Hockey Hall of Fame - Stanley Cup Journals: 2009, 19

Ruslan along with his wife Debbie and her children Kyle, Derek and Larkin pose for a photo in Sister Bay, WI. while the Stanley Cup looks on. (Mike Bolt/HHOF)
Ruslan Fedotenko was getting restless. The champagne was chilling but we wanted to sip it from a very special vessel, and that vessel had not yet arrived. Pacing didn't help, but it passed the time. And then, he looked up and it was there, all 35¼" in height and 34½ pounds of hockey history.

On July 19, 2004, after winning the championship with Tampa Bay, Ruslan took the Stanley Cup home to Kiev. This time, on August 17, some five years later, he shook things up and celebrated his Stanley Cup accomplishment in Wisconsin.

Ruslan's wife Debbie and her children Kyle, Derek and Larkin, are from Door County in Wisconsin, and when Ruslan and Debbie were married eight years ago, it was there in Wisconsin, where they purchased property in the Sister Bay area.

Ruslan proudly hoisting the Stanley Cup at
Sister Bay Marina. (Mike Bolt/HHOF)
The evening was spent telling stories and drinking the nectar of victors out of the Stanley Cup's bowl.

Ruslan is a car fanatic, and the next morning, he took the Cup over to his friend's place to show him the Stanley Cup. Jack Bunda, a neighbour, has a great collection of vintage automobiles.

Debbie and the kids met Ruslan at Peninsula State Park. While Ruslan is celebrating a Stanley Cup victory, the park is celebrating its centennial birthday. They stopped for lunch at Al Johnson's Swedish Restaurant. Now, this is a restaurant like none you've ever seen. Al keeps five goats grazing on the roof of the restaurant. Yes, you read correctly! In 1973, the roof was seeded with grass and the tradition began. They eat the grass during the day (and happily pose for photos), then head back to the farm each evening. This may be something common to Scandinavian countries, but it sure was new to us. We've heard of drinks being on the house, but goats? Simply charming.

Ruslan took the Cup for a go-cart ride at Johnsnon's Park. (Mike Bolt/HHOF)
At System Marina, Ruslan met up again with Jack Bunda and his classic 26-foot boat, 'Shadow.' Fedotenko took a victory lap around Sister Bay with the Stanley Cup. "(When Pittsburgh won the Cup), my first thought was to have a picture taken with the Cup in Jack's boat. That would be special, and so we did it."

Back in the park, Ruslan climbed aboard a trolley with the Cup for a tour of Door County. Then, they climbed the 77-foot look-out tower in Peninsula State Park for some dramatic photos overlooking the incredible landscape. "It wasn't so bad going up," Ruslan admitted, "but going down was hard because it was tough to see the steps."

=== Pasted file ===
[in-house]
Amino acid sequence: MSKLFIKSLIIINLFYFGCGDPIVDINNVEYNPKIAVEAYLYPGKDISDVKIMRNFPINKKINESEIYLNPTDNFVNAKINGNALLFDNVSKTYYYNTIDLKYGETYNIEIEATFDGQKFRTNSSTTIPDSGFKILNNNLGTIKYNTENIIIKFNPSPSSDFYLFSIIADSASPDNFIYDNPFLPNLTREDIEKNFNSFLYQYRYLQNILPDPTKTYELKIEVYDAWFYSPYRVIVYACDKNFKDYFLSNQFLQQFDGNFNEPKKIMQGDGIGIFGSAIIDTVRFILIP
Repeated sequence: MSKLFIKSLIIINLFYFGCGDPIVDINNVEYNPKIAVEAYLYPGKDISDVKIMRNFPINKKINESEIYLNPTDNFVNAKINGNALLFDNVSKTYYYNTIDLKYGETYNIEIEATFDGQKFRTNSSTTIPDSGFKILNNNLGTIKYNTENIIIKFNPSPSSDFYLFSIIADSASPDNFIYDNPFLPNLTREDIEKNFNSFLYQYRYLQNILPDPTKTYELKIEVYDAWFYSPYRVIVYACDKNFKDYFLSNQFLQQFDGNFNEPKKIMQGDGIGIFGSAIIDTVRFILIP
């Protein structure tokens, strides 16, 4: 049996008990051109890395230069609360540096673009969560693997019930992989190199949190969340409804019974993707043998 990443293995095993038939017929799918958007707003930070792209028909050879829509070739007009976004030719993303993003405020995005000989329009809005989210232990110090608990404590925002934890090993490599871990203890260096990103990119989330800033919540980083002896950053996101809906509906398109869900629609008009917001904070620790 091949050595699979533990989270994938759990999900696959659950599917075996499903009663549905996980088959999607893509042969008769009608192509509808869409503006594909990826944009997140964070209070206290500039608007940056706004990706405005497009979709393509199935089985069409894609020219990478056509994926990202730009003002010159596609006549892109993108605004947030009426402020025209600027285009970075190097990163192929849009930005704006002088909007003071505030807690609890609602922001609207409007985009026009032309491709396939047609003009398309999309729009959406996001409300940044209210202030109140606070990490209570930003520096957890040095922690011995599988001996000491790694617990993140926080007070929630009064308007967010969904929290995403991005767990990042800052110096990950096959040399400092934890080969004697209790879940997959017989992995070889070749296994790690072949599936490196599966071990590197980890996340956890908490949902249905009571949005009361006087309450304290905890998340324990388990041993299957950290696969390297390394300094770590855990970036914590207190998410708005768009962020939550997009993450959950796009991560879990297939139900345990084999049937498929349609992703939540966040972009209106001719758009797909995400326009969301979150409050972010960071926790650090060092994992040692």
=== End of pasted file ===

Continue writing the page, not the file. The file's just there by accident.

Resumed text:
After all that exertion, it was time to relax and cool down, and no place in the area does it like Wilson's Restaurant and Ice Cream Parlor. Established in Ephraim in 1906, the shop is marginally older than Peninsula State Park and just 13 years younger than the Stanley Cup itself. The bowl was filled with an Eagle Harbor Perfection Sundae, the officially-sanctioned dessert of the park's centennial.

Ruslan sharing a moment with the Cup at sunset with Lake Michigan in the background. (Mike Bolt/HHOF)
Fedotenko did a victory lap around the ice, he did a victory lap around Sister Bay and then he did a victory lap with the Cup in a go-cart at Johnson's Park. "I bet the Stanley Cup has never done that before," he laughed. We checked. He's right!

The Stanley Cup was stripped in slipped across the bay in a boat, then docked at JJ's La Puerta restaurant. Local residents were welcomed to get photos with the Stanley Cup or an autograph from the Penguins' star in a very informal setting, and many took advantage of the opportunity over the course of two hours. Afterwards, Ruslan and some of his friends, drank JJ's world famous margaritas out of the Cup.

"It's awesome to be able to share the Cup with people who helped you and supported you," he said.

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Friday's edition of the Stanley Cup Journal is brought to you by the letter 'G', as in Goligoski and Godard. Find out how Alex and Eric celebrated then.

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Kevin Shea is the Editor of Publications and Online Features for the Hockey Hall of Fame.

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